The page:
(Reuters) - British shop prices fell less sharply in June than in May but shoppers could take some comfort from that food price inflation did not accelerate, a survey showed on Wednesday.
Overall prices paid by shoppers were 0.5 percent lower last month than in June 2017, a smaller decline than May’s 1.1 percent slide, the British Retail Consortium (BRC) said.
Shop prices as measured by the BRC have shown deflation for 62 straight months, reflecting the pressure on retailers to offer discounts to win over shoppers, many of whom have seen sub-inflation pay increases for much of the past decade.
Food inflation held steady at 1.2 percent in June while non-food prices fell by 1.6 percent, less steep than May’s 2.5 percent decline, the BRC said.
“Food shoppers can breathe a sigh of relief with the rate of food inflation remaining steady and retailers continuing to fight back against a tough trading environment with competitive pricing and deals,” BRC Chief Executive Helen Dickinson said.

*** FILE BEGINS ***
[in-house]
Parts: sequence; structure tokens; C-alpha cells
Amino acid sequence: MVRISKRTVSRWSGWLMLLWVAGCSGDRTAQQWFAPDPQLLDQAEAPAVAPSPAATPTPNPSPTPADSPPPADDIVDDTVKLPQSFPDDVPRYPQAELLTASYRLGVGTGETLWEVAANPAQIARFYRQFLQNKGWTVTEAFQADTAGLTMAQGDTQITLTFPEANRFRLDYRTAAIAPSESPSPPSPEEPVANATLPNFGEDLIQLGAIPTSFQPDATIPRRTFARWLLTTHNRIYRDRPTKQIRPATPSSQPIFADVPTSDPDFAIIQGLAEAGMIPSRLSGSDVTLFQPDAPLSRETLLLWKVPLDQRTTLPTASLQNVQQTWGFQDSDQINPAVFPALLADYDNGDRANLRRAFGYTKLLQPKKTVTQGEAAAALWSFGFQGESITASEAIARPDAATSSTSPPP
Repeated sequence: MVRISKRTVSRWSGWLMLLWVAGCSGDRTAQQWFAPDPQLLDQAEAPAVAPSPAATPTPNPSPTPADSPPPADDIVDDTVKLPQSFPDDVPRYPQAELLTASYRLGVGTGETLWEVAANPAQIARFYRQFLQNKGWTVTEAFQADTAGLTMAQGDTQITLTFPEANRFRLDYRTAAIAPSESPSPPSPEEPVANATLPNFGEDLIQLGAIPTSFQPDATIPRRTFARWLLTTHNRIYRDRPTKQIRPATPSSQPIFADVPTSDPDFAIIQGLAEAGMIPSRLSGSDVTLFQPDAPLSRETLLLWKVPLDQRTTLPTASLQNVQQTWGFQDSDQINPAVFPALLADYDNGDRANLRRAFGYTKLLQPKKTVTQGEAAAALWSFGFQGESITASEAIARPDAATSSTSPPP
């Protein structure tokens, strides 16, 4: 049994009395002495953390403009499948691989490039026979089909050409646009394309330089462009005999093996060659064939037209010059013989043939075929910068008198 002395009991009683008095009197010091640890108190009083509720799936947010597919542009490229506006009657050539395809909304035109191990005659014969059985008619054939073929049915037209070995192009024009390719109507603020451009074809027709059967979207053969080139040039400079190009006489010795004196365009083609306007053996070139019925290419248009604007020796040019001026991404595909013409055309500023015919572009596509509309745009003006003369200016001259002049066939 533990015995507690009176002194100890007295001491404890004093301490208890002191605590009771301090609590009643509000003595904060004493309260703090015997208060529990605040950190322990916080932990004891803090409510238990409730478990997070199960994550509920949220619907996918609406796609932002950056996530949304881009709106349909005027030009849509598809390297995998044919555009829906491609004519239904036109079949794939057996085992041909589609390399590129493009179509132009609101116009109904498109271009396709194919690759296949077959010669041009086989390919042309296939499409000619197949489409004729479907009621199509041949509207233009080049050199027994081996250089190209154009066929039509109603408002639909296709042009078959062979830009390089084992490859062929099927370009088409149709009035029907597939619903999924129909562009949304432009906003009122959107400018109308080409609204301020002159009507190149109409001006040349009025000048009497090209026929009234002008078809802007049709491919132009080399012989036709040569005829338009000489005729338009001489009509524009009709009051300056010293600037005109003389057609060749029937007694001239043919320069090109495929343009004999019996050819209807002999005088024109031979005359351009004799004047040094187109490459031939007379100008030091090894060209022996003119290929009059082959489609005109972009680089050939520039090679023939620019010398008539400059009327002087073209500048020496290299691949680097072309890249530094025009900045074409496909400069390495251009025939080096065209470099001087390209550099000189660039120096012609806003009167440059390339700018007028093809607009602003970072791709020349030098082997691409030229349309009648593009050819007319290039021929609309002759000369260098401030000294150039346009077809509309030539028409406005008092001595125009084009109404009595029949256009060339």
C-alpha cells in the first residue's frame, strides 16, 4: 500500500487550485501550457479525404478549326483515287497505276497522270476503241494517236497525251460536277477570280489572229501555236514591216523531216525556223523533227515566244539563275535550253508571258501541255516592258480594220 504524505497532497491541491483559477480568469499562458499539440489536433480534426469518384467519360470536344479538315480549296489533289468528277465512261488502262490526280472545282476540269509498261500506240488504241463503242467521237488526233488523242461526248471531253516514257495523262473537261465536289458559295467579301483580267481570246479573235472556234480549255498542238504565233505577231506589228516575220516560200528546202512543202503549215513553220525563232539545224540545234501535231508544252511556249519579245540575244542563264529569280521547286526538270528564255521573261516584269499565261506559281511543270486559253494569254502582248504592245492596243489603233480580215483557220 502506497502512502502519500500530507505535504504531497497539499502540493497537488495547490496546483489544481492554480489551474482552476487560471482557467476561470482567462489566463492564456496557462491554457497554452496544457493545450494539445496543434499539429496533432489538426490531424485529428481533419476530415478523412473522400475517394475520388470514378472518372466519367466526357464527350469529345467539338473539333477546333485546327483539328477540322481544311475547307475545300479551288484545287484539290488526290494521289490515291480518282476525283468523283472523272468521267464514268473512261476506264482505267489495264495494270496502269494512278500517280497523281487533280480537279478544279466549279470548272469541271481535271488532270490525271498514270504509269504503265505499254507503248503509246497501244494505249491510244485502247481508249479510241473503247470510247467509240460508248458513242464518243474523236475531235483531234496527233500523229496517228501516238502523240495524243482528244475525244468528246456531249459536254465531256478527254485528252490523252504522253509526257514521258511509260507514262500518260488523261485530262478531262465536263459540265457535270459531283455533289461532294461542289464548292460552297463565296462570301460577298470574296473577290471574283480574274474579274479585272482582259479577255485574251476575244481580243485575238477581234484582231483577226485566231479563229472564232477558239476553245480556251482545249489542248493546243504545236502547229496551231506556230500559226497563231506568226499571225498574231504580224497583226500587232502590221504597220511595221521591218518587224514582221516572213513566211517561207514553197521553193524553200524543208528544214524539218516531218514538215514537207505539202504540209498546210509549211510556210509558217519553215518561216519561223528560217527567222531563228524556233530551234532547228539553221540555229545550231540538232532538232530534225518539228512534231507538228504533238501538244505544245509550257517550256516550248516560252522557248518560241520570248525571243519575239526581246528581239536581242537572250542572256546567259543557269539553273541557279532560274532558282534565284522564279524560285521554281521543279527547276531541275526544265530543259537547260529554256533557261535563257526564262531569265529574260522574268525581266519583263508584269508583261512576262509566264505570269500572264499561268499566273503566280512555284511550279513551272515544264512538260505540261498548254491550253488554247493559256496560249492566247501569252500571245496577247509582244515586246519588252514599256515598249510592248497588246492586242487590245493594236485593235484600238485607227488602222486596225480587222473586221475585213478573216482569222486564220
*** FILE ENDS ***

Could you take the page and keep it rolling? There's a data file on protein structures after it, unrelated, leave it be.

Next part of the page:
“Changes in global food prices of dairy and cereal as well as higher oil prices will mean this battle looks set to continue in the coming months.”
Britain’s headline inflation rose sharply after the 2016 referendum decision to leave the European Union which pushed down the value of the pound. But the impact of the weaker currency has diminished in recent months.
The Bank of England expects inflation, which stood at 2.4 percent in May, to slow further this year from a peak of 3.1 percent in November. It also expects to raise interest rates gradually to help bring inflation back to its 2 percent target.
Reporting by William Schomberg, editing by David Milliken